Building muscle greatly assists in building a healthier body. However, strength training isn’t only conducive to the physical aspects of health.
Exercise of all forms not only has a positive effect on the brain, in fact it is essential to good brain health. If you suffer from a mental health related condition, neurodegenerative disease, have chronic injuries, experience brain fog, or just find you have a flagging memory, more movement and greater strength may be exactly what you need.
Movement is a way of feeding the brain stimulus. Through exercise, we increase blood flow to the brain which provides nutrients to heal and grow new tissue. This creation of new neurons and pathways in the brain is known as neuroplasticity. Neuroplasticity is incredibly important because without it, learning and memory functions would not be possible. Strength training can increase neuroplasticity and also help us to create stronger neural pathways between the brain and body. Recent research by Newcastle University has shown that strength training begins making changes to the brain even before the muscles begin to grow. The study, using macaques, found that weightlifting strengthened the nervous system through the reticulospinal tract. In fact, another study has shown that strength itself might come as much from exercising the nervous system as it does from the muscles it controls. These findings from the University of Nebraska-Lincoln could explain why those who lift heavier weights enjoy greater strength gains than low-load lifters, despite similar growth in muscle mass. So for a stronger nervous system, heavier appears to be the way to lift. Both of these studies have great significance not only for those wanting to get strong, but also for those recovering from physical injuries or brain injuries, such as strokes. Your brain and nervous system control your perception and management of pain. By increasing the connections within the brain and body, you may help overcome chronic pain and restore movement and function.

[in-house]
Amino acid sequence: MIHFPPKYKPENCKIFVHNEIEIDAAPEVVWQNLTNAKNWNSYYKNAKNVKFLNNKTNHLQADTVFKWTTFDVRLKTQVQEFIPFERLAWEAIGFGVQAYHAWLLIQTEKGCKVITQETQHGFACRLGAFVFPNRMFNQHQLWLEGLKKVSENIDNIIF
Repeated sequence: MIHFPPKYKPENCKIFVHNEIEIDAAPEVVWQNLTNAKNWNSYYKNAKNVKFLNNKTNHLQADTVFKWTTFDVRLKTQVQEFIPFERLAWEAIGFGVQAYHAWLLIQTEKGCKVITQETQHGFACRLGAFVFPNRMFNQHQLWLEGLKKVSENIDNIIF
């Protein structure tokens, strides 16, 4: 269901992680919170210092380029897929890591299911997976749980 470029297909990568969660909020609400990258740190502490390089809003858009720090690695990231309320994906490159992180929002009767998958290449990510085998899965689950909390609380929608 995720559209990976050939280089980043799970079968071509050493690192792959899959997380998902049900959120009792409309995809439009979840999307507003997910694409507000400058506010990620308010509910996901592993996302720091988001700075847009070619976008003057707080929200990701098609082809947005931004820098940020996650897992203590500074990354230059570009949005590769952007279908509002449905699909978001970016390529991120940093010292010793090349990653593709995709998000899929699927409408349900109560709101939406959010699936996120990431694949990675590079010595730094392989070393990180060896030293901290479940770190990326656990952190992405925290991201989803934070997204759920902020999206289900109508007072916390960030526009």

Protection against degeneration
The tissue building capabilities of strength training also provide some protection against degenerative brain disease. For far too long we have accredited this to part of the ageing process. In fact, it is imperative that we as women educate ourselves and take more responsibility for our health as we age. This will go a long way to help delay cognitive decline and reduce the severity of conditions like Dementia, M.S. and Alzheimers. Neurological studies indicate that by late middle age many of us have begun to develop lesions in our brain’s white matter. White matter is responsible for relaying messages around our brain. A 52-week study for the American Geriatrics Society found that twice weekly strength training in ageing females could actually slow down white matter lesion progression. Several regions of the brain, including the hippocampus and amygdala, also appear to decrease in size as we age. This directly impacts our cognition, resulting in a declined ability to process information efficiently. It also impacts our memory and ability to reason and retain attention. A long term Sydney University study found that strength training decreased shrinkage in subregions of the hippocampus, which are especially vulnerable to Alzheimer’s disease. The effects of the training were evidenced for as long as 12 months after the training. Hand grip strength has also been found to be an indicator of cognitive strength in a Deakin University study. One of the best ways to improve grip strength is with progressive overload strength training. Indeed grip strength itself is a good indicator of overall life expectancy.
Exercise is a well known tool for managing common mental health conditions such as depression and anxiety. Exercise increases the production of key neurotransmitters that regulate mood, sleep, cognition, memory, and learning. Often however, we only hear about the benefits of aerobic activity. Two recent meta-analyses showed resistance training significantly reduced depressive and anxiety related symptoms among adults. This took place regardless of physical or mental health status, gender, or total prescribed volume of training. One aspect not covered in the studies is the challenge and adversity that strength training provides to participants. Strength training impacts our neuroplasticity. As mentioned above, it helps our brains to cope with stressors and to adapt to change. Exercise itself is a form of stress to the body. So by giving our body and brain controlled doses of stress via strength training, we are teaching ourselves to adapt and manage stress. Overtime, strength training helps you to build mental fortitude as you progressively grow stronger. You begin lifting more and more weight and performing feats that once seemed impossible to you. Each milestone that you reach helps you to build your confidence, your resilience and your belief in your own capabilities. If you want to combat feelings of anxiety and depression, and replace them with feelings of pride and accomplishment, it might just be time for you to start getting stronger.
Aging. Body Health. Menopause. Mental Wellbeing.
Photo by Limor Zellermayer
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